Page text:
Tim Cook called the iPhone 6 the fastest-selling smartphone in history during yesterday’s Apple event. It’s set a new high-water mark for the most first-month orders ever, and if you need any more evidence, just look at this line outside the Fifth Avenue Apple Store in New York City today.
Apple didn’t announce how many iPhones it sold in the first month – although we might find out during Monday’s earnings call – but with 32 countries accepting orders in the first few weeks, and another 36 getting it this month, the iPhone 6 and 6 Plus are poised to be Apple’s biggest cash machines ever.
If you’ve ever visited the subway platforms in the Big Apple, you know they’re plastered with advertisements. That’s where a free new app called NO AD comes in.
The work of Re+Public, a team of devs who use technology to “alter the current expectations of urban media,” NO AD is an augmented-reality app that strips the New York City subway system of its ads — and replaces them with art.
Just point your iPhone camera at a billboard and, hey presto, you’ll see it vanish and a piece of street art will seamlessly appear where there was once corporate propaganda.
If you’re anything like me, you’ll change your iPhone’s wallpaper on a regular basis to keep things fresh, but finding a good one isn’t always easy. At least that was the case — until Wallgram came along. Wallgram isn’t just another photo bank full of images; it uses Instagram photos uploaded by your friends to create beautiful parallax wallpapers.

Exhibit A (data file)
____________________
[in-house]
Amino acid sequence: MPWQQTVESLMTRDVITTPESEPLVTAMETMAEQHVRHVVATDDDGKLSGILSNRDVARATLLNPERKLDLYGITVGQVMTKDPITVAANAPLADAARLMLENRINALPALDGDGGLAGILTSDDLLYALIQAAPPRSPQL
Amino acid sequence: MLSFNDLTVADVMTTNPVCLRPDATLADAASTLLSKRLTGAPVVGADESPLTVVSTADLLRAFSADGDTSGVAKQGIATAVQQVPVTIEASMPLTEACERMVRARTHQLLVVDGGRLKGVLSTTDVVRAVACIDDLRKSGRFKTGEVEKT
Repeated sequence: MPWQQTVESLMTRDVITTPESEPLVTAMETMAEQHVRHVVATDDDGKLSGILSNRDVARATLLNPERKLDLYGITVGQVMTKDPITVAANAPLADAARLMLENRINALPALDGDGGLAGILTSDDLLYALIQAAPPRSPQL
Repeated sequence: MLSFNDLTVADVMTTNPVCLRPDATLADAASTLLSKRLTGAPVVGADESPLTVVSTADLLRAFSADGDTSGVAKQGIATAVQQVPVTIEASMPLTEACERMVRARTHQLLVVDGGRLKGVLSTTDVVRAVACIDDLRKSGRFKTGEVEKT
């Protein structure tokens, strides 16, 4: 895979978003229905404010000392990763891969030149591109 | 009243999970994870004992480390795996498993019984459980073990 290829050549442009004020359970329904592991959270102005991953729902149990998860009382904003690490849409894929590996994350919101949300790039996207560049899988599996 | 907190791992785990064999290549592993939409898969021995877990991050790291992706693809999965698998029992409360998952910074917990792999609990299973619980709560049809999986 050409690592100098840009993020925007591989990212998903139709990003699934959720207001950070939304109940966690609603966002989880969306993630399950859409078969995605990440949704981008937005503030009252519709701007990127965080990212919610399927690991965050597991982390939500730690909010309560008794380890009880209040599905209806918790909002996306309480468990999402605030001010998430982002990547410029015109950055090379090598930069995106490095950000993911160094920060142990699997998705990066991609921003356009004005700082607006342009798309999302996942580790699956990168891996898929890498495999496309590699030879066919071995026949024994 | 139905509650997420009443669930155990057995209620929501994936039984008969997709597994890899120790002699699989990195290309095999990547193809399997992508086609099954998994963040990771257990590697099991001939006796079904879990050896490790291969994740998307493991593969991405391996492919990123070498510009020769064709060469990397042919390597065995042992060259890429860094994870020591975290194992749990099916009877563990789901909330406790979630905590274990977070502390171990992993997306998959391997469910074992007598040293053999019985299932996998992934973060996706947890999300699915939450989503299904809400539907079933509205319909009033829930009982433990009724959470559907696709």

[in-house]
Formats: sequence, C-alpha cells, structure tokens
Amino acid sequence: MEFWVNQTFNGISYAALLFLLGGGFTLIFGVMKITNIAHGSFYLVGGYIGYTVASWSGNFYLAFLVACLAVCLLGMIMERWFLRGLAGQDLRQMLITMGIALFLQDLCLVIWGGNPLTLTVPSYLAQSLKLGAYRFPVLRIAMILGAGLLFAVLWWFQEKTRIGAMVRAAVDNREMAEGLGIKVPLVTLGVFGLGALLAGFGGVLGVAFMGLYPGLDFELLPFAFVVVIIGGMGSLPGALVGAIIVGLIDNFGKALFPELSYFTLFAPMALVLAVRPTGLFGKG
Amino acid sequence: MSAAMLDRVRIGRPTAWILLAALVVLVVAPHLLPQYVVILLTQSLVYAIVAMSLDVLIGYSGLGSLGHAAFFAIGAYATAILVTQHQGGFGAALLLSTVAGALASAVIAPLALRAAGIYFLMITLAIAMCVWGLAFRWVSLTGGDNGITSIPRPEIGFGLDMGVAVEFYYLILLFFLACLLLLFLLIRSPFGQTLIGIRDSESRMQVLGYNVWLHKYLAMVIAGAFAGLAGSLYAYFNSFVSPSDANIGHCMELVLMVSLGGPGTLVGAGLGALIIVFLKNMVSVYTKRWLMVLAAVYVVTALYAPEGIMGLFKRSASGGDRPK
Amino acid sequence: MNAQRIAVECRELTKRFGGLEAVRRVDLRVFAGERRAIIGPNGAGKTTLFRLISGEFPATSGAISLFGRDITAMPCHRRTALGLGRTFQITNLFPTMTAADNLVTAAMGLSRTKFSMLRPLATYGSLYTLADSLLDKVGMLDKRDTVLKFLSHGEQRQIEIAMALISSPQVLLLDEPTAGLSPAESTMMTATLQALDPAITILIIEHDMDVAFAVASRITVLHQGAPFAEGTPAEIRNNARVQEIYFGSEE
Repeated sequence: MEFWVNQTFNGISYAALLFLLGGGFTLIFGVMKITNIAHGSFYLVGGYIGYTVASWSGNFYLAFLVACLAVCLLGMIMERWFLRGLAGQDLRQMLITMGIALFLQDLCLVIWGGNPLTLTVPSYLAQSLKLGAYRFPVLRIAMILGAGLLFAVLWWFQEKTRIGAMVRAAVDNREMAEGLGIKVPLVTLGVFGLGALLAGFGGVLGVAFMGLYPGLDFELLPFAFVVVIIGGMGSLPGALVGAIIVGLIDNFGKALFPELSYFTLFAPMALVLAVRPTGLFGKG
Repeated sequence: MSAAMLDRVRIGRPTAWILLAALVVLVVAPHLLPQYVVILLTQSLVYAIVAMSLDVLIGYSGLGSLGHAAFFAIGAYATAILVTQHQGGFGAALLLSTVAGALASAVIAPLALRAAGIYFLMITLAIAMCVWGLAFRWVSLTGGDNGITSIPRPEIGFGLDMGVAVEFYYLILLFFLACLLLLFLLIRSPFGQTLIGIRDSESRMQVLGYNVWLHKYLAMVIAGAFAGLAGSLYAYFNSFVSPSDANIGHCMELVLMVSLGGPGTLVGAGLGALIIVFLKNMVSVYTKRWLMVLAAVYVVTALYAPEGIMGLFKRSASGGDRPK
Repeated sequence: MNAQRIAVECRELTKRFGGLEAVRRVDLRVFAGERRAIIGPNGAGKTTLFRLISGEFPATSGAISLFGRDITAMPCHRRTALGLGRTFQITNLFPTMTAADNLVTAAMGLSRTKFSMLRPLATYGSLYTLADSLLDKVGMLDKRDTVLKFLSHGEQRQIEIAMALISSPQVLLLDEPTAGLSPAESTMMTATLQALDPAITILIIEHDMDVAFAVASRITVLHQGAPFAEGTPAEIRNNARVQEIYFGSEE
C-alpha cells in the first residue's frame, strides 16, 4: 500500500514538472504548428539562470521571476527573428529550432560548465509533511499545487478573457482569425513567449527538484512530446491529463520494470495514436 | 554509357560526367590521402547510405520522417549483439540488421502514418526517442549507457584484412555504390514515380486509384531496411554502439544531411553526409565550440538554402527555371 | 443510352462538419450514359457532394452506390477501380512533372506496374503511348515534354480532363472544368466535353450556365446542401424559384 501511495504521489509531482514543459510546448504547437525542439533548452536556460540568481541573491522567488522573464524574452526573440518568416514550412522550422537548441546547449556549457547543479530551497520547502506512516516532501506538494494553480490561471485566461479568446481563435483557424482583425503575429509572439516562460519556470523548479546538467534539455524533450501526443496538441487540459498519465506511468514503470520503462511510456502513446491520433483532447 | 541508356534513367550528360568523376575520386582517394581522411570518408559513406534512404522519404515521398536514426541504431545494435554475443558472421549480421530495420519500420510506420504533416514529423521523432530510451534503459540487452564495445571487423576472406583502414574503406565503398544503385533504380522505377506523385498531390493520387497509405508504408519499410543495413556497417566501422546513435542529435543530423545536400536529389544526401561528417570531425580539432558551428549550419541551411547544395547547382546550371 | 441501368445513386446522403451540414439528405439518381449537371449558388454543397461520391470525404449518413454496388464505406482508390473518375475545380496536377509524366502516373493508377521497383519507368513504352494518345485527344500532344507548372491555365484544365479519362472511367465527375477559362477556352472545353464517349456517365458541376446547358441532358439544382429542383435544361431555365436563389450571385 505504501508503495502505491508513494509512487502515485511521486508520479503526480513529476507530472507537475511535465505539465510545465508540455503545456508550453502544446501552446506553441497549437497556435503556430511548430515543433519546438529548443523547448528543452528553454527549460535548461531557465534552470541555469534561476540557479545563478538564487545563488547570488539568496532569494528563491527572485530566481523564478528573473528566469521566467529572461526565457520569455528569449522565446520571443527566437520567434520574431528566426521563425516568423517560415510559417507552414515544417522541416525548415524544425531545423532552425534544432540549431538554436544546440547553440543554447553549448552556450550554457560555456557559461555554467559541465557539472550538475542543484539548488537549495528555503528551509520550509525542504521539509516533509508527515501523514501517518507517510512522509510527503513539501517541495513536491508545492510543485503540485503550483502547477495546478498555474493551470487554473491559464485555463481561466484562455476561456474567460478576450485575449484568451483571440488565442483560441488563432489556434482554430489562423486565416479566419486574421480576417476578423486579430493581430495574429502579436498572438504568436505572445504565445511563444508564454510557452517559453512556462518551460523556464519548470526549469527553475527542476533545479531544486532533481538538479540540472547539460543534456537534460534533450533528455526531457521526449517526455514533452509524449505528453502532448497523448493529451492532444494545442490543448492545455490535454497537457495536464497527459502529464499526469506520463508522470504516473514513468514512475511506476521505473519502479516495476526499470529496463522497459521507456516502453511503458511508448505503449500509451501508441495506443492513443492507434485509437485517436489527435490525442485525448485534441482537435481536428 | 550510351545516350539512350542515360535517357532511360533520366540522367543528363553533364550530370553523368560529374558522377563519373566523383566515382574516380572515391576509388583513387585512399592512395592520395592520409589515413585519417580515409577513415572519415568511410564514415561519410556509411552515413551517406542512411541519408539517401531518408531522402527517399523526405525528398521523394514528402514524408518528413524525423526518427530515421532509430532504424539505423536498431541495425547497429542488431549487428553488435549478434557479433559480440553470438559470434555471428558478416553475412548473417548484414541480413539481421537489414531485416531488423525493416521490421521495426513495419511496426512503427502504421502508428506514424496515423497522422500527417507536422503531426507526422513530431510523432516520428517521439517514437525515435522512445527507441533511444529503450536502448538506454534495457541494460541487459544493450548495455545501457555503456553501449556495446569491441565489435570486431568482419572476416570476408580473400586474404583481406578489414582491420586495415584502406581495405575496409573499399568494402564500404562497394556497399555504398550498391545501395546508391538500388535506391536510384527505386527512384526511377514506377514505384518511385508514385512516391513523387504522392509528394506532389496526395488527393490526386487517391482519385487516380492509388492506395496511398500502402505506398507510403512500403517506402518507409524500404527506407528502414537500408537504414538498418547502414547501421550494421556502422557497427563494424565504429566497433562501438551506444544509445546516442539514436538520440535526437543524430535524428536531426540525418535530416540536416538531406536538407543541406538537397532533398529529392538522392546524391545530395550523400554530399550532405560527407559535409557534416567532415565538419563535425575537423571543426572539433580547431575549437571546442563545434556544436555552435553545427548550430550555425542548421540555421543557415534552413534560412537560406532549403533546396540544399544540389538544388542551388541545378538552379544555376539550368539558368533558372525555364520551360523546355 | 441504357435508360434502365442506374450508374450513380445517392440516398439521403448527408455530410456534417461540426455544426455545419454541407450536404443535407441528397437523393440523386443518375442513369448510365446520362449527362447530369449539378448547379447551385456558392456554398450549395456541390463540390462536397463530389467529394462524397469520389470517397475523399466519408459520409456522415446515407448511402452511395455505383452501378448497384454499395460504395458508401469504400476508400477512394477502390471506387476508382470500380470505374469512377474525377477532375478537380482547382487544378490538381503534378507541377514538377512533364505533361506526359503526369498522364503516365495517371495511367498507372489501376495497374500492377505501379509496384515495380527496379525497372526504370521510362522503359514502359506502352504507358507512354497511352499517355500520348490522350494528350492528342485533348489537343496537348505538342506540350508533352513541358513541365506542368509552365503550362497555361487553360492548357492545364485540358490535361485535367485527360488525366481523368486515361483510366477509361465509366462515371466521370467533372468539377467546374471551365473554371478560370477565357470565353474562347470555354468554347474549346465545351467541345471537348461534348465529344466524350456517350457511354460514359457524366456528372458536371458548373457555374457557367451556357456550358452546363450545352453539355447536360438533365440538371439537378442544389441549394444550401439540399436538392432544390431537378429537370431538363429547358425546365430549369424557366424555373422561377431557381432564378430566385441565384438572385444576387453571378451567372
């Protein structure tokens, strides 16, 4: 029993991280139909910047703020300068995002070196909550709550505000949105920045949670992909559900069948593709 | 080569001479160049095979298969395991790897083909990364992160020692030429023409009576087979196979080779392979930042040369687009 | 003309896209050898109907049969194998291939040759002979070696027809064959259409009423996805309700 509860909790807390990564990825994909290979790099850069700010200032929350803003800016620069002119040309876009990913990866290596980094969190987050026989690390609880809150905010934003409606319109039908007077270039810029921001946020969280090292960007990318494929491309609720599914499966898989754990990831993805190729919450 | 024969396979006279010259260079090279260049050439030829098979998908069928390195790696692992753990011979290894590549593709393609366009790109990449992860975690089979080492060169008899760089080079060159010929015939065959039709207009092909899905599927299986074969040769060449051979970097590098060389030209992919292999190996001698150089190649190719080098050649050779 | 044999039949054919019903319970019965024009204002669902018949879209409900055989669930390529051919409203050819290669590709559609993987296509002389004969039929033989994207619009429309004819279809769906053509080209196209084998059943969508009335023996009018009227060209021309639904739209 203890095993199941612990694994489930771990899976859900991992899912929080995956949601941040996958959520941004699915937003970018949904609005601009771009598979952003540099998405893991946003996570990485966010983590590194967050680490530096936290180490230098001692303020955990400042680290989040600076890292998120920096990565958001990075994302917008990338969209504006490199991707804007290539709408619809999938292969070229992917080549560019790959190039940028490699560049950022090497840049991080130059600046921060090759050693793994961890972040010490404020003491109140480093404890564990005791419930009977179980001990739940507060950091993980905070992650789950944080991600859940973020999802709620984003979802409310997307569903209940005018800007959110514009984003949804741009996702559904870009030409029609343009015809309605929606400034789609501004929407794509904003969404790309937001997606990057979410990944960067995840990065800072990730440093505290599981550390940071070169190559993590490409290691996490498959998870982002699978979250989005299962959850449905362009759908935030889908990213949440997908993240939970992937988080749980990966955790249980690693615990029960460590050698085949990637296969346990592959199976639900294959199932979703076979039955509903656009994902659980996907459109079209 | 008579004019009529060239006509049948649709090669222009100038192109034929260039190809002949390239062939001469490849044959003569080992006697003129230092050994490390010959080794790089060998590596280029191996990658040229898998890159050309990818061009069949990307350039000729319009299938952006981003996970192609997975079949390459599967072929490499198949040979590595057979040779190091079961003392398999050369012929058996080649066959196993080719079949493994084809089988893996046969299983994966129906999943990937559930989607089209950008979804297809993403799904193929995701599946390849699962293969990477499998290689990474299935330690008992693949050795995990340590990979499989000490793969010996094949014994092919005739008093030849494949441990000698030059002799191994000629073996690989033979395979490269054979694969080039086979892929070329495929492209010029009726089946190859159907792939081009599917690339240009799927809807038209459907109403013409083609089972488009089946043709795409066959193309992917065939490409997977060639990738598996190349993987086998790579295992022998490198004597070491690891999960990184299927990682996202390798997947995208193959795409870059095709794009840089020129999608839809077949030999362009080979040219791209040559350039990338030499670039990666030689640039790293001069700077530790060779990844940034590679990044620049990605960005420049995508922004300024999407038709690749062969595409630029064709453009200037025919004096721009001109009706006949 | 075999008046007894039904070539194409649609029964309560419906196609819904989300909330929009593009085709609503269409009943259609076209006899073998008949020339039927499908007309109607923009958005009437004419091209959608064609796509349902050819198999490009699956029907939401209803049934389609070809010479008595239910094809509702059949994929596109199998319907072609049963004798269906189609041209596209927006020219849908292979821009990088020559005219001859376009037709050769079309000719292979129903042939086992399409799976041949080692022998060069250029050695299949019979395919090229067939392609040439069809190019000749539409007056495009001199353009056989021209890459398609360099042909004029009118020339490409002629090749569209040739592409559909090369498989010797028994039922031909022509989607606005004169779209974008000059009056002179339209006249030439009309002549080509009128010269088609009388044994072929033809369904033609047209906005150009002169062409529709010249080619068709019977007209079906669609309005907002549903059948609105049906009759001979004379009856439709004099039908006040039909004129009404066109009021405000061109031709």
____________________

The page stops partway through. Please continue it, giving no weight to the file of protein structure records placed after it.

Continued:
The New York Attorney General has called for Apple, Google, Samsung, and Microsoft to invent new ways to curb the ongoing smartphone theft “epidemic.” Eric Schneiderman wants meetings with representatives from all four companies, and he has urged them to “be as innovative in solving this problem as they have been in designing devices that have reshaped how we live.”
iPhone theft has become a huge issue in big city like New York City. In fact, Mayor Bloomberg says the iPhone was responsible for New York City’s first increase in crime in 20 years.
New York Attorney General Eric Schneiderman is supposedly pretty tired of his constituents getting their iPhones stolen from them, so he’s written a public letter to Tim Cook asking why Apple isn’t doing more to stop iPhone theft.
Although New York has traditionally been viewed as crime-ridden since the seediest days of the 1970s, the crime rate has actually been sinking for the last twenty years. No longer, however, and it looks like the desirability of Apple products are indirectly to blame.
Apple looks set to close up to 50 retail stores across the East Coast of the Unites States as hurricane Sandy approaches. The Cupertino company is in the process of boarding up windows at 35 stores within the landfall of the hurricane’s path, in addition to another 15 just outside the zone across the northeastern U.S. and Canada.